If oil price continues to surge, it could affect global economy: U.S. expert

March 8, 2011 12:17 pm 

CHICAGO, March 8 — While it is still too early to say that the increasing oil price could cause global economic slowdown, if it continues to surge, the global economy might face serious challenges, says a U.S. expert on Monday in Chicago

Robert Johnson is director of economic analysis for Morningstar Inc., a provider of independent investment research and has more than 20 years of investment experience, including both buy-side and sell-side assignments as a research analyst.

When commenting on the surging oil price, Johnson told Xinhua in an exclusive interview, "Certainly the crude oil price has been up recently but we are not all the way back to the highs of 140 and 150 U.S. dollars a barrel as we had in 2008."

He explained, "Obviously there is an increasing demand issue since the economy in the world is getting stronger. That is putting pressure on oil price. Then we have the other supply issue coming in when North African countries started having problems. It created more supply pressure which causes price to go up."

However, he estimated that if the political situation becomes stable in North Africa and the Middle East, oil price could easily come back down again.

"Because this is created by artificial factors, not just by supply and demand," he added.

When asked about the impact of oil price increase on global economy, he said, "It is still a little early to say if this could cause global economic slowdown. It depends on how long and how high the price stays. But clearly oil is an important part of everyday spending. "

He further noted, "We are probably still ok right now. However, if we start moving to 120 and 130 U.S. dollar per barrel, then we start having trouble with the economy. We are ok right now but it starts having impact on consumers who have to buy gasoline at the pump."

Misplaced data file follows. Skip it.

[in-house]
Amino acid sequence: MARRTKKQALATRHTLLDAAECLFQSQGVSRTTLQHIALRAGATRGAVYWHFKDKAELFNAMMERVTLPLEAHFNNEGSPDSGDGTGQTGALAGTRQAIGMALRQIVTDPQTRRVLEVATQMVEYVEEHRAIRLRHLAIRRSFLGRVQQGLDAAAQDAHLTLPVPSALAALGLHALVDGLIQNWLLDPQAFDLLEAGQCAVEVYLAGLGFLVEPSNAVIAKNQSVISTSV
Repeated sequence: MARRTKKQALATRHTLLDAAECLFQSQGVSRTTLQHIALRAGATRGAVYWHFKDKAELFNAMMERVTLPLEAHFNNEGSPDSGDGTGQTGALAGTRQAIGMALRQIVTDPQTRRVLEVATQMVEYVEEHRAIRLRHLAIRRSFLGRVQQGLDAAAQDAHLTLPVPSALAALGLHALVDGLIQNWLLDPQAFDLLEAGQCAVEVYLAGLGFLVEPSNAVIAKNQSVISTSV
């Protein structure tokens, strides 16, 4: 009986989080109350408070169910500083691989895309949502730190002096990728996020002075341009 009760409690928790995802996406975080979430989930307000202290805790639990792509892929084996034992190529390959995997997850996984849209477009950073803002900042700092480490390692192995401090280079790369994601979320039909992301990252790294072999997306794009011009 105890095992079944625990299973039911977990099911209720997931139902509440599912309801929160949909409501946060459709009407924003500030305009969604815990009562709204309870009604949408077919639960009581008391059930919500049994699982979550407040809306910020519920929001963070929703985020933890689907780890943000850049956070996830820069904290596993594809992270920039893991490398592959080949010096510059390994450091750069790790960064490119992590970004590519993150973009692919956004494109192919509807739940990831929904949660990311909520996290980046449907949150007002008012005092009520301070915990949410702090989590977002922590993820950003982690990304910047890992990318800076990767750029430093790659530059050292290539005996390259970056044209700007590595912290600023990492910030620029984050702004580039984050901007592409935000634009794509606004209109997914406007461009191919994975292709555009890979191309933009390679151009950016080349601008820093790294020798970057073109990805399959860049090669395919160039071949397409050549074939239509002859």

Regarding the impact on the U.S. economy, Johnson pointed out, "The oil price has not really affected U.S. economy yet. I was surprised to see that the February retail sales data was relatively strong. It takes time for this to have impact on consumers."

So what actions should be taken to deal with this challenge? Johnson suggested, "For developed countries, most of them should let the market deal with the issues. We are not at a dangerous point. As for some emerging markets where they use more fuels, it could affect more individual consumers. Some of those countries should consider posing price restrictions."

If the oil price continues to go up, then consumes have to stop buy something else, such as buying fewer cloth or postponing buying a car. Then it begins having broader impact on economy. A few pennies won't make a difference, but if you are talking about going up a dollar per gallon, then we are talking about some real money in the economy. "

Besides the usual suspects such as airlines and truck transportation that are affected by high oil price, Johnson said that surprisingly the conservative stocks such as packaged goods and consumer goods are particular affected this time.

"They have to buy agriculture products with higher price. These products are usually bulky which become more expensive to ship. On the other hand, consumers have less money to spend so they can not raise their price to offset the rising cost," he said.

On the other hand, the natural gas industry benefits from the oil price increase, according to Johnson. "There are some opportunities in natural gas which we have fair amount in the U.S. because of new discoveries."

Looking into the future of oil supply in the world, Johnson said, "Oil takes time. If you think about long term like 10-20 years, then we have big oil discoveries in Brazil, and we have Russia and some parts of the U.S. as well. However in a short term, it is hard to move around." (PNA/Xinhua)

LDV/mec

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